David G. Smith had won a battle he didn't even know he was fighting.
This past summer, he went to a songwriters' retreat in Costa Rica to learn more about the craft from well-known composers such as Darrell Scott, Beth Nielsen Chapman and Mary Gauthier.
He also brought along all of the songs he had written.
"They all told me, ‘What are you doing here at this retreat when you've got an 800-song catalog?' " he recalled. "I said, ‘I just play those for fun. I know they're not right for Nashville.' "
But all three of them convinced him that they were right for Music City.
"It was like a slap upside the head," the 59-year-old said.
Smith, who was raised in Cascade, Iowa, taught himself guitar and learned piano at the University of Iowa, but he had put those talents on the back burner too often, playing occasionally at clubs in Nashville when he lived there.
Once he returned to Iowa, he got a job with the State Board of Medicine. It was only after he took a buyout last year that he renewed his interest in music.
"The songwriting's always been there, but now I'm back to the artist side as well," he said. "I'll see where that takes me."
Smith, who lives in Blue Grass, recorded the album in Nashville during the fall, backed by some of the best-known session players in town. "non-fiction" was released at a party there in April.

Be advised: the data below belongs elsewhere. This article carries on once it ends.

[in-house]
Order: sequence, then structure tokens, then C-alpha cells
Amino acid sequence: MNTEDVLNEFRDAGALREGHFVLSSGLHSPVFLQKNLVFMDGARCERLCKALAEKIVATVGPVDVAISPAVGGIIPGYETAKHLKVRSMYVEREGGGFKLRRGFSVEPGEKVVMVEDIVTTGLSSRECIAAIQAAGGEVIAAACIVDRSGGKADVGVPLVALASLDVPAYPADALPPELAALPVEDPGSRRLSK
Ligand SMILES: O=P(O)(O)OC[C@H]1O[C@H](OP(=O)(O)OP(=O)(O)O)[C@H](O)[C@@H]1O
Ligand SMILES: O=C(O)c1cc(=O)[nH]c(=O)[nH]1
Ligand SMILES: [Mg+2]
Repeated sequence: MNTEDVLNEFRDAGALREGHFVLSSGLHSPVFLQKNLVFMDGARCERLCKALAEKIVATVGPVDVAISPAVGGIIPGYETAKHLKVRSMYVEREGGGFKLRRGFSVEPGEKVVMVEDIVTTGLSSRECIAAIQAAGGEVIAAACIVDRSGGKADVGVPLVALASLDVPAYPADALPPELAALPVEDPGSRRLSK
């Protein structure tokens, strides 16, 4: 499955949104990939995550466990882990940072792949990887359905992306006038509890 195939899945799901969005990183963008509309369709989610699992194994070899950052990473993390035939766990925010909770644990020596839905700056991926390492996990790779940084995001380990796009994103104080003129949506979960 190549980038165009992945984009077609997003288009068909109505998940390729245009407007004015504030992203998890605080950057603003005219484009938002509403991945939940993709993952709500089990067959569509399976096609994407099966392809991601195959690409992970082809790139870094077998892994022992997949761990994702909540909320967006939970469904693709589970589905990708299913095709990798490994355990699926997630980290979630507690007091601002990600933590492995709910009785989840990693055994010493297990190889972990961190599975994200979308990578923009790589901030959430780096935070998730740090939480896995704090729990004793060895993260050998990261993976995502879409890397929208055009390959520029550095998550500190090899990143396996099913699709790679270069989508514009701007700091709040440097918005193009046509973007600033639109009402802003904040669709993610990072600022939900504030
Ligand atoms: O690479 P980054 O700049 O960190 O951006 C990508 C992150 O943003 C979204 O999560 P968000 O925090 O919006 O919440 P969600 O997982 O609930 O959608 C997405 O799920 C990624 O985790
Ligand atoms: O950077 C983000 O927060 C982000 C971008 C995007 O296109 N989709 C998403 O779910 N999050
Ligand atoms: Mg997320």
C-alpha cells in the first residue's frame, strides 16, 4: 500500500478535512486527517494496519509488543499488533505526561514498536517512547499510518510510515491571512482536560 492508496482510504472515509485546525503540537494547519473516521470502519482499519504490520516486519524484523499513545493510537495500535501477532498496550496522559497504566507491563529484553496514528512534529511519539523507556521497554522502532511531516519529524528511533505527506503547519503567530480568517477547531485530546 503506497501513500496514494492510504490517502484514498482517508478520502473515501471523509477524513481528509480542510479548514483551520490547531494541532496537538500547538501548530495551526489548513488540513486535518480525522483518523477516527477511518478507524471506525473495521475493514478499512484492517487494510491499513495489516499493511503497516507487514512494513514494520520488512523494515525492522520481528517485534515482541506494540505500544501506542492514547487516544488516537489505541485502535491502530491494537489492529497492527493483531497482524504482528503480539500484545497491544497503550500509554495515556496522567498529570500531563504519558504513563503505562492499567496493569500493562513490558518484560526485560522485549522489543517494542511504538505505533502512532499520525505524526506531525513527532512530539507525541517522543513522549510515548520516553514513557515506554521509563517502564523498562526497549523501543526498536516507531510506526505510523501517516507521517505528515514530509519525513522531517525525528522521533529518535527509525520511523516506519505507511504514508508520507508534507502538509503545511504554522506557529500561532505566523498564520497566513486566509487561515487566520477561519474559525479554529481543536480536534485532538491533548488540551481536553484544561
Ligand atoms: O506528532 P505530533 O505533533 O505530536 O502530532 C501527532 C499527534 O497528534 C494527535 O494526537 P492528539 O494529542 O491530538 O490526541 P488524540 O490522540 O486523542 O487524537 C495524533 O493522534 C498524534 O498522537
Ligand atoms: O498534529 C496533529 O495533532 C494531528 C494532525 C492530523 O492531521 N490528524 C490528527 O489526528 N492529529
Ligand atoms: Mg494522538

The album gets its Quad-City debut Saturday at the Redstone Room in the River Music Experience in downtown Davenport.
The album got rave reviews from Robert K. Oermann of Music Row magazine, one of the most respected critics in Nashville. He called Smith a "major find."
"There's audio pleasure in every track," Oermann added.
A world sound was added thanks to a French accordion and an Australian didgeridoo. Smith said it was "funkified in places," with a "swampy" sound added at times.
He compares his music with the likes of Bruce Springsteen's solo acoustic work, James Taylor, Amos Lee, Jackson Browne and Gauthier.
"I don't have a country song bone in my body," he said, "but I love Hank Williams. I'm drawn to great music."
Portions of the album sales are going to St. Jude Children's Research Hospital and Boys Town.
Smith said he'll be content singing, playing and writing as long as he can.
"This is a life sentence," he added. "I'm in it."